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If I were you I would go with the SSD and I would think about the Seasonic fan less PS. Keep all of your media content on a media server, perhaps running WHS located elsewhere in your house and you can make this system pretty close to silent. If you follow my advice then the only moving parts in your PC will be the CPU fan and case fan. I am just moving my HTPC server to an SSD to improve performance.
 

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HTPC you're building looks great. Way more machine than you need, but will be future ready for quite a while

for comparison, both my htpc are AM/AM2 dual cores at 2.5 ghz, 3gb ram and ati 4350 cards
they'll run 1080p blu-ray rips easily and low cpu usage (win7 media center)

so performance wise, your proposed build will breeze thru anything you toss at it
 

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Discussion Starter #12
I upped the specs on this computer slightly. While some see it as a bit overkill, I have also decided to use this as a music server and perform some video encoding duties as well as PVR for OTA duties so the extra power is welcome.

The other notable point is that with Sandy Bridge, I don't need an add-on video card and the Sandy Bridge processors are so energy efficient (relatively speaking). Add it up and this should be a relatively energy efficient PC.

I also changed cases to a Silverstone since the store did not have the original in stock.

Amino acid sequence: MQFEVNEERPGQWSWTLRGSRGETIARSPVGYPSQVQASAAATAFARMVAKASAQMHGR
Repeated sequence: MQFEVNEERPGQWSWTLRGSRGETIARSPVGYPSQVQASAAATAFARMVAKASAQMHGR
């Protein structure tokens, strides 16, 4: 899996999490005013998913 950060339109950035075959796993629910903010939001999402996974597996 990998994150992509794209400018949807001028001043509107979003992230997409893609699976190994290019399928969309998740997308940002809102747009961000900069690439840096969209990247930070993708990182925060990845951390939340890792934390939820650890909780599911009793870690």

Also upped the hdd and will add a OTA tuner.
 

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What annoys me about this PC is UEFI.

There is no way to have the PC start up at a specific time each day via EFI. This is something I've been able to do with the BIOS on my existing PC and would like to do with this PC.

I'd like to have it start automatically around 3:30 PM and then I would have a Task in Windows to shutdown at midnight.

I can't use sleep mode because then it goes to sleep while Sonos is playing.
 

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Hugh, two tools that may be of use for you.

Wake Remote Computer Service: Monitors a network device, and can trigger wake on lan to another device on your network. I use this for my media center extenders, which don't support WOL. My home server is always one, so I run the service there. When it detects the presence of my extender on the network it sends a WOL packet to my media center. Likely would be useful for your SONOS as well.